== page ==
Cities are doing wacky things to host Amazon's second headquarters
By Kaya Yurieff
(CNN Money) -- Cities across North America are pulling out the stops to become the home of Amazon's second headquarters.
The efforts to lure the tech giant to town have been both big and creative, from sending a giant cactus to CEO Jeff Bezos to offering big tax breaks. A Georgia town even said it would de-annex some of its land and name it the city of Amazon.
Last month, Amazon announced plans to open another headquarters in North America. Called "HQ2," the facility will cost at least $5 billion to construct and operate, and will employ as many as 50,000 workers.
Cities and regional economic development organizations have been invited to submit proposals, due by October 19. Amazon has detailed a list of preferences, such as a suburban or urban area with more than 1 million people and a place that will attract technical talent.
"We're energized by the response from cities across North America who have expressed interest in hosting Amazon HQ2. We invited cities to think big and we are starting to see their creativity," Amazon spokesman Adam Sedo told CNN Tech.
Here's how cities are enticing Amazon to town.
In an effort to bring HQ2 to Tucson and Southern Arizona, economic development group Sun Corridor loaded a 21-foot Saguaro cactus onto a truck to deliver to Amazon.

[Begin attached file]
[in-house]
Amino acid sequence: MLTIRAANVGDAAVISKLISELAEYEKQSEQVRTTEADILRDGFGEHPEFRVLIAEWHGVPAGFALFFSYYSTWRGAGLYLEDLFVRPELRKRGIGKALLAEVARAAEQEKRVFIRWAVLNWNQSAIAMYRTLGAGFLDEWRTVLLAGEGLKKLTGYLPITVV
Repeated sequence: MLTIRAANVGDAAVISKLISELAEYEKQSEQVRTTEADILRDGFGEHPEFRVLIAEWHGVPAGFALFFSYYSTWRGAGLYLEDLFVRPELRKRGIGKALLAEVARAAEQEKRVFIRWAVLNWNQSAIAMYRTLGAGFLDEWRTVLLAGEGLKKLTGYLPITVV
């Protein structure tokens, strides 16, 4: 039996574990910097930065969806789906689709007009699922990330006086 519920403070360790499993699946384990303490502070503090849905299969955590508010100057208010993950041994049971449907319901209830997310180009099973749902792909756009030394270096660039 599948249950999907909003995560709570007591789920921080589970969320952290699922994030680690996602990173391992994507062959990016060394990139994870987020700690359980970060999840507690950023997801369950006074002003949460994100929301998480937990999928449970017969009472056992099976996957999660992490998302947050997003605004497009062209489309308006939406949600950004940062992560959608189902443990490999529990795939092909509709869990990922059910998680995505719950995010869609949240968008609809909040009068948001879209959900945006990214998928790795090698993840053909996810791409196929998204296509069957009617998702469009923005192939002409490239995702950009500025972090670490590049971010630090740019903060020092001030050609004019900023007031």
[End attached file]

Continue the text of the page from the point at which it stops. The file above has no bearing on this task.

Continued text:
"We wanted to make sure Mr. Bezos and his team notice us and send a message of 'we have room for you to grow here for the long term,'" said Sun Corridor CEO Joe Snell in a statement. "We'll work with Governor [Doug] Ducey and the Arizona Commerce Authority closely to submit a strong case."
But Bezos won't be planting the cactus outside Amazon's Seattle campus anytime soon. The company tweeted that it couldn't accept gifts and donated the cactus to the Arizona-Sonora Desert Museum.
Birmingham, Alabama has installed three massive Amazon delivery boxes around the city to coincide with the launch of Mayor William Bell's formal bid for the second headquarters. The city plans to add more boxes, too.
"We needed to do something very dramatic to get the attention of Amazon and the public to let them know we're serious about it," Mayor Bell told CNN Tech.
Amazon, Georgia? Earlier this week, the Stonecrest City Council in Georgia voted to de-annex 345 acres of its land if selected for Amazon's second home. The new area would be called the city of Amazon.
"We had to have a differentiator," Stonecrest Mayor Jason Lary told CNN Tech. "What's a better opportunity than to give a company the size of Amazon their own city?"
Stonecrest, which officially became a city in January, is about 20 miles from Atlanta. It has a population of 53,000.
"What we're offering [Amazon] is the ability to control their brand and their city forever," Lary said.